Mermaids and Mermen

Some of the most intelligent people in early modern Europe were convinced of the existence of merpeople.

'Monstra Niliaca Parei', from Aldrovandi’s History of Monsters, 1642.

Cotton Mather penned a letter to the Royal Society in London dated 5 July 1716. Such an action was hardly out of the ordinary. The 53-year-old Boston naturalist often sent letters abroad detailing his scientific and philosophical findings. Yet the letter’s subject was somewhat curious. Titled ‘A Triton’, the seemingly simple note revealed a complicated admission: Cotton Mather’s sincere belief in the existence of merpeople.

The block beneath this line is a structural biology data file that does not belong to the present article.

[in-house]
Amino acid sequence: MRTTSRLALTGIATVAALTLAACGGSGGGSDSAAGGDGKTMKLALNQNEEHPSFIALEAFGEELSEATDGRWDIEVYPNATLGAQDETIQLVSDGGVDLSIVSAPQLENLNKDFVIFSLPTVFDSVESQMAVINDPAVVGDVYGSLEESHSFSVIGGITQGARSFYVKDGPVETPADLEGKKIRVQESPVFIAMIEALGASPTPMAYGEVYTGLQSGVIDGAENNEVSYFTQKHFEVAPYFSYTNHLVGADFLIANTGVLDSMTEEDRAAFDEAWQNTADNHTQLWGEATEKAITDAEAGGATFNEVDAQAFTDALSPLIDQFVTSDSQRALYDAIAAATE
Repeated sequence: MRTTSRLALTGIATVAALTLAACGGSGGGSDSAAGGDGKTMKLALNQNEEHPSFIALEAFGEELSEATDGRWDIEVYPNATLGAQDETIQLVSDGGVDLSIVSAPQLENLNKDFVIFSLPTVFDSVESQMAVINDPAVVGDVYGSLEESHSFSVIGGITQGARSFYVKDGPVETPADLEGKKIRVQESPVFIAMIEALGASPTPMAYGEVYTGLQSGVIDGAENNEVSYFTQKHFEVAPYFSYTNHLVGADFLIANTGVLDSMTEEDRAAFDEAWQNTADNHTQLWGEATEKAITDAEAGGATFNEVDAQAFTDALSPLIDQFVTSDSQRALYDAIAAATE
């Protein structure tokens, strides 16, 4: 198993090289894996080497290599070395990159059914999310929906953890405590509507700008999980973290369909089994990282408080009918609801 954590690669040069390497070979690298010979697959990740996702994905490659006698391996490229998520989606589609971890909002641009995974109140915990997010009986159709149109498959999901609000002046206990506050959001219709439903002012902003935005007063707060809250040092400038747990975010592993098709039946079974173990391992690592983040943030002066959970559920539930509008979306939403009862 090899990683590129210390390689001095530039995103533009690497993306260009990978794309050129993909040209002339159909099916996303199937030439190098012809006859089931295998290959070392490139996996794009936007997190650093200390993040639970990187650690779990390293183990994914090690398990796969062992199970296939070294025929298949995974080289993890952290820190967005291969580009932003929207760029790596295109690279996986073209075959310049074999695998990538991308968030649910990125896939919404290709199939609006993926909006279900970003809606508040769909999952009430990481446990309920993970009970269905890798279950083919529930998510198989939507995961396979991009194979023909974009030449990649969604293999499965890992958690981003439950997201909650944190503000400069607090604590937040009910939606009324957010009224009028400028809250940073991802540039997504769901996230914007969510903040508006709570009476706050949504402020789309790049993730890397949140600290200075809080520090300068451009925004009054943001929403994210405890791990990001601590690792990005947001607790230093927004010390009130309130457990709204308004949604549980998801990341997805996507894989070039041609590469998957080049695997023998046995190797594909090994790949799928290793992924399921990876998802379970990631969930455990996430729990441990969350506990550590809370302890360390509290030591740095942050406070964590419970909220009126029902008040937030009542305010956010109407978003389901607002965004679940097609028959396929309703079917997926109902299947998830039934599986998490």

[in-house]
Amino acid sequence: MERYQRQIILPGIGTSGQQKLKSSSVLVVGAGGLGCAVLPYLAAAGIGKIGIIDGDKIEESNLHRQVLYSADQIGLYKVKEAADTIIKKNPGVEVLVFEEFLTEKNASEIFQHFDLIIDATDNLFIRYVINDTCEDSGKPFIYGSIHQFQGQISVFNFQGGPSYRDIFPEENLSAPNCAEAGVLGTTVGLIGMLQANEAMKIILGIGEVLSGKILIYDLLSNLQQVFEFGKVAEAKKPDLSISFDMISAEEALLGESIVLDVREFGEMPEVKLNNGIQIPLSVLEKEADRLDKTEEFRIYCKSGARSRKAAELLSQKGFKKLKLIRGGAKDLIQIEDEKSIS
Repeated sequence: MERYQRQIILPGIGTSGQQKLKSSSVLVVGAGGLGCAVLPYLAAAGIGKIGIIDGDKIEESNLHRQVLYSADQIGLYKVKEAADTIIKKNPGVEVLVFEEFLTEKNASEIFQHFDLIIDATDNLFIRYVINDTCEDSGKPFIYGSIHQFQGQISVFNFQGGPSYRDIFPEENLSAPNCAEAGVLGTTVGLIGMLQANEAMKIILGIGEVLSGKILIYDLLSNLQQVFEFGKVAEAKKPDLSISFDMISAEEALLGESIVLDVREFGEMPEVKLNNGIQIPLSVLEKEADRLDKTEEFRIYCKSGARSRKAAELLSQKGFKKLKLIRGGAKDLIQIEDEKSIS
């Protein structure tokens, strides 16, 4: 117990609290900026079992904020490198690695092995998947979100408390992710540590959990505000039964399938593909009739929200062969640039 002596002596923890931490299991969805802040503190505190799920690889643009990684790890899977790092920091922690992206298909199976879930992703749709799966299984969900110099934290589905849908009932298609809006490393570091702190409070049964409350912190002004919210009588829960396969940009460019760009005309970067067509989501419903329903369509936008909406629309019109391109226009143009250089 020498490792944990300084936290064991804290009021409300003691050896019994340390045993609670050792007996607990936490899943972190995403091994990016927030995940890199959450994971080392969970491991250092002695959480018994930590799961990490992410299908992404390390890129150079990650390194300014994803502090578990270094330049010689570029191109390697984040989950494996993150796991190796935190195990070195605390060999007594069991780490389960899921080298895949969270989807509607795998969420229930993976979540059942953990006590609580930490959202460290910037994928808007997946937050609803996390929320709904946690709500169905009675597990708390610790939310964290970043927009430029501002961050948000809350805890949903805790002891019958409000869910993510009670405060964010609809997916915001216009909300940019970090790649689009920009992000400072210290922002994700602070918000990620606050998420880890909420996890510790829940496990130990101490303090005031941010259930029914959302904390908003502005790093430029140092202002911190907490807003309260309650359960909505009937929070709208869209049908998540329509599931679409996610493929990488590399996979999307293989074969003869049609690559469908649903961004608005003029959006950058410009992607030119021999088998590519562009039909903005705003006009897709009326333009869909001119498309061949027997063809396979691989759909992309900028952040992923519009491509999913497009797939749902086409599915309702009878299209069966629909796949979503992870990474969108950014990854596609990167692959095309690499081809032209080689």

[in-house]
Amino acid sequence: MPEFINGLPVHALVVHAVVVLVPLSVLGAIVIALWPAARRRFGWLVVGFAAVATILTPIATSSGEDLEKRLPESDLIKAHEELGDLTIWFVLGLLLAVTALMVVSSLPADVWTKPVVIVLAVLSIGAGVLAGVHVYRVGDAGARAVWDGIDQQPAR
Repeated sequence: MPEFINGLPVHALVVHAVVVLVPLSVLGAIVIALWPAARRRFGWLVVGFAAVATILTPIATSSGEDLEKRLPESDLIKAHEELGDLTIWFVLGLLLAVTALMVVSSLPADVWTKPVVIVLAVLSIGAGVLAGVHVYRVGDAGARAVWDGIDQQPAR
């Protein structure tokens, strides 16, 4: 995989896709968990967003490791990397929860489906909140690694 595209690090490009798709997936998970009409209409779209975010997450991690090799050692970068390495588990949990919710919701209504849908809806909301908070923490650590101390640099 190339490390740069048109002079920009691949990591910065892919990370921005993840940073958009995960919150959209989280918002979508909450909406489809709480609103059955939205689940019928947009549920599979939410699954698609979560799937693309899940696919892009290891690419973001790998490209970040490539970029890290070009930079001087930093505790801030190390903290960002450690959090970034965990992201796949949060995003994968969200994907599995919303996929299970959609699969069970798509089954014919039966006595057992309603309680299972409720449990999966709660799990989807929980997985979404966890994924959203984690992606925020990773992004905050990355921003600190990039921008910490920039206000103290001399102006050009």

A fellow of the Royal Society, which had been founded in 1660, Mather began his letter by explaining that, until recently, he considered mermaids and tritons no more real than ‘centaurs or sphynxes’. He had found many historical accounts of merpeople, ranging from the ancient Greek, Demostratus, who claimed to have witnessed a ‘Dried Triton … at ye Town of Tanagra’, to Pliny the Elder’s assertions of the existence of mermaids and tritons. Because ‘Plinyisums are of no great Reputation in our Dayes’, Mather deemed these ancient accounts to be false. Yet, as the Boston naturalist pored over documented sightings by respected early modern scientists, such as Monal (prefect of Mauritius), Pierre Belon and Pierre Gilles, Mather traced this phenomenon to his present, supposedly rational and modern, world.

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